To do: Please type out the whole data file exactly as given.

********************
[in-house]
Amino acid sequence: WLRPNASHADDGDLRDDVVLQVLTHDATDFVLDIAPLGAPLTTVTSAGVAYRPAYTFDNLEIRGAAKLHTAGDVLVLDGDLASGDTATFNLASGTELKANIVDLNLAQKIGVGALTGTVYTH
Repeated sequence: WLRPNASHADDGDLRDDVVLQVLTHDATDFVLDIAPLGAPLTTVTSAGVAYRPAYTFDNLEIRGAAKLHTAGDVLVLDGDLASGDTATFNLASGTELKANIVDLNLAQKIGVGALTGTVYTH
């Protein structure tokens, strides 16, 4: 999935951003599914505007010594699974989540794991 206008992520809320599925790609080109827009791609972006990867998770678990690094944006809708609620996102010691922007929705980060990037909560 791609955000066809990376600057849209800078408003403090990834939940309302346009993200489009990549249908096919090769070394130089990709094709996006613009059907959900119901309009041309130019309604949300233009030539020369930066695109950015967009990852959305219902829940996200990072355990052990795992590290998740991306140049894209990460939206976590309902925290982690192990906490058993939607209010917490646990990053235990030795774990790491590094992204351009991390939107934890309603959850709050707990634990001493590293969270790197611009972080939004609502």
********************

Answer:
[in-house]
Amino acid sequence: WLRPNASHADDGDLRDDVVLQVLTHDATDFVLDIAPLGAPLTTVTSAGVAYRPAYTFDNLEIRGAAKLHTAGDVLVLDGDLASGDTATFNLASGTELKANIVDLNLAQKIGVGALTGTVYTH
Repeated sequence: WLRPNASHADDGDLRDDVVLQVLTHDATDFVLDIAPLGAPLTTVTSAGVAYRPAYTFDNLEIRGAAKLHTAGDVLVLDGDLASGDTATFNLASGTELKANIVDLNLAQKIGVGALTGTVYTH
């Protein structure tokens, strides 16, 4: 999935951003599914505007010594699974989540794991 206008992520809320599925790609080109827009791609972006990867998770678990690094944006809708609620996102010691922007929705980060990037909560 791609955000066809990376600057849209800078408003403090990834939940309302346009993200489009990549249908096919090769070394130089990709094709996006613009059907959900119901309009041309130019309604949300233009030539020369930066695109950015967009990852959305219902829940996200990072355990052990795992590290998740991306140049894209990460939206976590309902925290982690192990906490058993939607209010917490646990990053235990030795774990790491590094992204351009991390939107934890309603959850709050707990634990001493590293969270790197611009972080939004609502």